Kurt Vonnegut was an author whose works I met, like many young writers, in a passing phase, but whose work, unlike other authors I read in that time period, stuck around in my head for some time. I read Slaughterhouse Five, Galapagos, Cat's Cradle, Breakfast of Champions, Mother Night, Deadeye Dick... about a dozen or so. I even read Sirens of Titan and that book of short stories, Welcome to the Monkey House. I've actually written poems based on imagery in my head that I somehow kept from reading his descriptions of Dresden's firebombing. I read his son's book, too, hoping to learn more about the author I couldn't know.
It somehow does bug me that I'm writing about him now that he's dead, because of it. It makes me feel like a phony asshole. I don't know if it's supposed to bug me when an author I've crushed on dies or not. It didn't bug me much when Bukowski died, or Burroughs, and it doesn't bug me that Vonnegut has. It seems appropriate, I suppose. Conclusion. End of book. Now we can watch our culture slowly boil all the flavor out of the books he wrote and footnote him in annotated textbooks and tribute anthologies, the occasional indie rock song that utilizes a term of his. Hey, that sounds dire, but it's not. It's the tragic stipend of having written, popularly. I was in love with Vonnegut's work for awhile, but it's difficult to discern from reading them if he enjoyed them as much as his readers.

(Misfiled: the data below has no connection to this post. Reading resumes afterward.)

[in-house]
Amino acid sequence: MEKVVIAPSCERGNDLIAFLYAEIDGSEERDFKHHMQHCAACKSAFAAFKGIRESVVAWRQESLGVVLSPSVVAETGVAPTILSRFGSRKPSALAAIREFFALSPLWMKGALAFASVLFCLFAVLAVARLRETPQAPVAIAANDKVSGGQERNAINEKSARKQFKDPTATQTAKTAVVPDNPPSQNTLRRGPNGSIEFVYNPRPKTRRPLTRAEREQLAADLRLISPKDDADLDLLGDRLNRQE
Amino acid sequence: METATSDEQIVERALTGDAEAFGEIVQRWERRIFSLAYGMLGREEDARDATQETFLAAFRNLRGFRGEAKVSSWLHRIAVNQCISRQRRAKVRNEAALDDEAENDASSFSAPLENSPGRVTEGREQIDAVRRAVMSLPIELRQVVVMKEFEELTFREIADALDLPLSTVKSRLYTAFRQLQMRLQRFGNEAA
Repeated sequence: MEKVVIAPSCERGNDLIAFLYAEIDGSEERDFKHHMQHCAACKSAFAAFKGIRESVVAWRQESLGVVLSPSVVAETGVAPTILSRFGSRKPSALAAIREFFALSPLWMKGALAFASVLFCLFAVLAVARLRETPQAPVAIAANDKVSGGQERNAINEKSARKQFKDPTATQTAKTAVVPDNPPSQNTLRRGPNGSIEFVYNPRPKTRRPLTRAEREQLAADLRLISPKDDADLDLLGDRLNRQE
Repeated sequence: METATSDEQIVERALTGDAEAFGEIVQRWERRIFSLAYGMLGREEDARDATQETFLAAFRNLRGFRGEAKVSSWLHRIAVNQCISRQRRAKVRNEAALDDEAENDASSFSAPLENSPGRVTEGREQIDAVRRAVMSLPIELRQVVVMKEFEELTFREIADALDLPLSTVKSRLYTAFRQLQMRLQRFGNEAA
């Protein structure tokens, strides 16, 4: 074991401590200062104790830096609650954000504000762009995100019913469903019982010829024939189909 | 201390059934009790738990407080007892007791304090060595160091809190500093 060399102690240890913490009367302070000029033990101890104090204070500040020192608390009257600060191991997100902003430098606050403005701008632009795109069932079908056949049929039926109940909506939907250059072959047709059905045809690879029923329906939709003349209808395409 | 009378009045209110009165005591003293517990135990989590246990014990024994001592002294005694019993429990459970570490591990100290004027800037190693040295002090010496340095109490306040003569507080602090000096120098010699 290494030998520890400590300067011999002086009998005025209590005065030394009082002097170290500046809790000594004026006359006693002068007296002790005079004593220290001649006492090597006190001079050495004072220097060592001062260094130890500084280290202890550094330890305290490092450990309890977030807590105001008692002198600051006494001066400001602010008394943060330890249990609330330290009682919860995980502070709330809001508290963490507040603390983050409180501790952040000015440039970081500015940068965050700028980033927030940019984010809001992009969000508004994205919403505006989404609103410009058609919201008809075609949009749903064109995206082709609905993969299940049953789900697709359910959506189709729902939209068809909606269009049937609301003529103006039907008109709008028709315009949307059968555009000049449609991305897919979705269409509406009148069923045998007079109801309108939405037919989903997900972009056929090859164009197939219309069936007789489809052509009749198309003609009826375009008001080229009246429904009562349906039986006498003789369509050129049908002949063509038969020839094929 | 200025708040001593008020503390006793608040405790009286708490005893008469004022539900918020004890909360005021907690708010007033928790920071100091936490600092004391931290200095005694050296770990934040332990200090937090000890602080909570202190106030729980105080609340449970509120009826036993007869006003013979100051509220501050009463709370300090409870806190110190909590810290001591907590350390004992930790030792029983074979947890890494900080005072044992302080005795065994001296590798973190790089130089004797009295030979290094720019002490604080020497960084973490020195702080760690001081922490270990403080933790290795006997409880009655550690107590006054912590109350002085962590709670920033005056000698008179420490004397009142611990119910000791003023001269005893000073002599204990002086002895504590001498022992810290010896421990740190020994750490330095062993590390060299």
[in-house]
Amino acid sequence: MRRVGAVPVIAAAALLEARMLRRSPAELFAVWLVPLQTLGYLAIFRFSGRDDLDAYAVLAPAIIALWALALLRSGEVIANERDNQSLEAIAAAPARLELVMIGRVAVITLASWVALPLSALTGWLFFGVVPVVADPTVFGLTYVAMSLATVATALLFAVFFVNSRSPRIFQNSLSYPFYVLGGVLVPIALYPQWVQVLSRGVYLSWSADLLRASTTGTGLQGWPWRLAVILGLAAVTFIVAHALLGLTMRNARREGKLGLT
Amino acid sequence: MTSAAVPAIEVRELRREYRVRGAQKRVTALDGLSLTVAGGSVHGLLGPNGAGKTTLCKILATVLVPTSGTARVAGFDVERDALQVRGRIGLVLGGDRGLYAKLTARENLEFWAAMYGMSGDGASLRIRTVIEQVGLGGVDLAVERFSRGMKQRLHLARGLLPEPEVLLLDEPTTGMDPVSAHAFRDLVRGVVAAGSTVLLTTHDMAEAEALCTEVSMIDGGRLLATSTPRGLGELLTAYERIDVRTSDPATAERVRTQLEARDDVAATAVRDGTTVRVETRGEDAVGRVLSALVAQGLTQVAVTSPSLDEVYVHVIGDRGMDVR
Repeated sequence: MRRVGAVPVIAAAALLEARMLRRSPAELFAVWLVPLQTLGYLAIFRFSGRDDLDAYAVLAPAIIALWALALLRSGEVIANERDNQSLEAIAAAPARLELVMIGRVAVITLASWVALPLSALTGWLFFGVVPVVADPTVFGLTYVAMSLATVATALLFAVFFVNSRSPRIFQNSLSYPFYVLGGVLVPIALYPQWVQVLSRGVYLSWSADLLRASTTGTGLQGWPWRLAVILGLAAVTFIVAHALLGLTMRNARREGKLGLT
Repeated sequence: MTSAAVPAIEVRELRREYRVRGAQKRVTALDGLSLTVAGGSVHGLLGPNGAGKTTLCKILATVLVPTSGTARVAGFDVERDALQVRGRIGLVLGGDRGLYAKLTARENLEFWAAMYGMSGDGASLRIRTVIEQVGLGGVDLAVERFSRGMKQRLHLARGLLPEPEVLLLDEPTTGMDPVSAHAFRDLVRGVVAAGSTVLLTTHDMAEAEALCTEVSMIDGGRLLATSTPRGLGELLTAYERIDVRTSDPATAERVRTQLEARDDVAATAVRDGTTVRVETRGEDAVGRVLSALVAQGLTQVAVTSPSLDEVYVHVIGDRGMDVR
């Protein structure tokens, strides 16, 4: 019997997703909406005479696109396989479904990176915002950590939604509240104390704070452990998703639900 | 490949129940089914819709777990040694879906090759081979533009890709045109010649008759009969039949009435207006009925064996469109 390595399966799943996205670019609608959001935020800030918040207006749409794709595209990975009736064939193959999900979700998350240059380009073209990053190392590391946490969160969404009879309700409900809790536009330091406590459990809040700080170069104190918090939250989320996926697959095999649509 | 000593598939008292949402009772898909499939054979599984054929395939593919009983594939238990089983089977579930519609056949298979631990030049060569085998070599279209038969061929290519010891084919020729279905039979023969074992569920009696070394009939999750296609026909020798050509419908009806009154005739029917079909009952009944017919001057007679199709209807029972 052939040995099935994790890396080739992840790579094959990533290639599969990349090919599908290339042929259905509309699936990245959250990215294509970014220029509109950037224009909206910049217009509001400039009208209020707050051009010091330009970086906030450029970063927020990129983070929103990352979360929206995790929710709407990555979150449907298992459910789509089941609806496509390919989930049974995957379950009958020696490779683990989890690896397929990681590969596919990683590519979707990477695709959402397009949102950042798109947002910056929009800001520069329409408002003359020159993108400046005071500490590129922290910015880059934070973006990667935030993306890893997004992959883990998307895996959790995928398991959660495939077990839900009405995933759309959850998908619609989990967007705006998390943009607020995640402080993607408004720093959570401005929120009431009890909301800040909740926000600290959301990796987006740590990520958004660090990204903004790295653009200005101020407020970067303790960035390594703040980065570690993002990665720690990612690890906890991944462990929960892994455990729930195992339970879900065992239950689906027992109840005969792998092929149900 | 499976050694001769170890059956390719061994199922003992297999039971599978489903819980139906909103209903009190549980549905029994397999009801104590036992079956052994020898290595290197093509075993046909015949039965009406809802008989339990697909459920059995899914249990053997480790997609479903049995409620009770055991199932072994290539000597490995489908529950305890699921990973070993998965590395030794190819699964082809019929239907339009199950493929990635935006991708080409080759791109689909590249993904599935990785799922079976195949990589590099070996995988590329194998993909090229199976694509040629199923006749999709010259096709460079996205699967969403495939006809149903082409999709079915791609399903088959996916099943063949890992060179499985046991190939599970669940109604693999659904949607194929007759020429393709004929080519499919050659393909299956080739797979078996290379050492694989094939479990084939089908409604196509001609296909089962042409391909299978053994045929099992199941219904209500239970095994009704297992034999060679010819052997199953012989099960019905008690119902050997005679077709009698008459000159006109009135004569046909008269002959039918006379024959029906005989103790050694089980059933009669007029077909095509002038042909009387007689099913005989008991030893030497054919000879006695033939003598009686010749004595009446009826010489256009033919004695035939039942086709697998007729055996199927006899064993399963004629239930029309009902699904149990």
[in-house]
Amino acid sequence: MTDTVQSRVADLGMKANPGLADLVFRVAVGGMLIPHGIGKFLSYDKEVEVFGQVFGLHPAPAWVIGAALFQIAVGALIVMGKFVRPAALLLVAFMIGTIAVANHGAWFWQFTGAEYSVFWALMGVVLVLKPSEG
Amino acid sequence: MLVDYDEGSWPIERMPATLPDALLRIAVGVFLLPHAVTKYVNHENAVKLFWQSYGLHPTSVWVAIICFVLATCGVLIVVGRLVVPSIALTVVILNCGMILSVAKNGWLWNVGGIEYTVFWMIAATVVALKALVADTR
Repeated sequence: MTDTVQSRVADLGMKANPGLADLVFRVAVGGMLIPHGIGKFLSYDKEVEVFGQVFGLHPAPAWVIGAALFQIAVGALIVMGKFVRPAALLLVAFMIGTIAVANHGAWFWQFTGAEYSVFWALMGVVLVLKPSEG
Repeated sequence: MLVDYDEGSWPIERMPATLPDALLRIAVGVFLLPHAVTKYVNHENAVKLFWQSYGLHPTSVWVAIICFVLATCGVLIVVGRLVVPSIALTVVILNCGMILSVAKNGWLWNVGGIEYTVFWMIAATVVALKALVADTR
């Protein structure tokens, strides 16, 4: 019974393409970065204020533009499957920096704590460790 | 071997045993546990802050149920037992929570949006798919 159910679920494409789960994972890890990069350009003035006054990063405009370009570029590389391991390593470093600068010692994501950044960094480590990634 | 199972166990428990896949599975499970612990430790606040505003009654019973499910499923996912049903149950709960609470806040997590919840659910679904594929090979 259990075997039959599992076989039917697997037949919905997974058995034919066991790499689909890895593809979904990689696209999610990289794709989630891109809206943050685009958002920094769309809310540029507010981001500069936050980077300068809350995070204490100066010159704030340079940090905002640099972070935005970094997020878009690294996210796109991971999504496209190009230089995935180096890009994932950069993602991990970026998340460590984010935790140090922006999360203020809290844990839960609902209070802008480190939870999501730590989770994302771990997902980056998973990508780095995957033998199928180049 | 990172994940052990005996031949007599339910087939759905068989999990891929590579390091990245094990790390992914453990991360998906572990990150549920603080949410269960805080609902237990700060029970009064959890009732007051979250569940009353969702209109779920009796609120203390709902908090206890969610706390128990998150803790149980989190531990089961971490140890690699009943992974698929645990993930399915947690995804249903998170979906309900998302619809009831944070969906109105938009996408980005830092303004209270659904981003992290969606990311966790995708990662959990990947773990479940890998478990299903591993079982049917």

Have a good one, Mr. Vonnegut. Thanks for being human, and for the books, as well.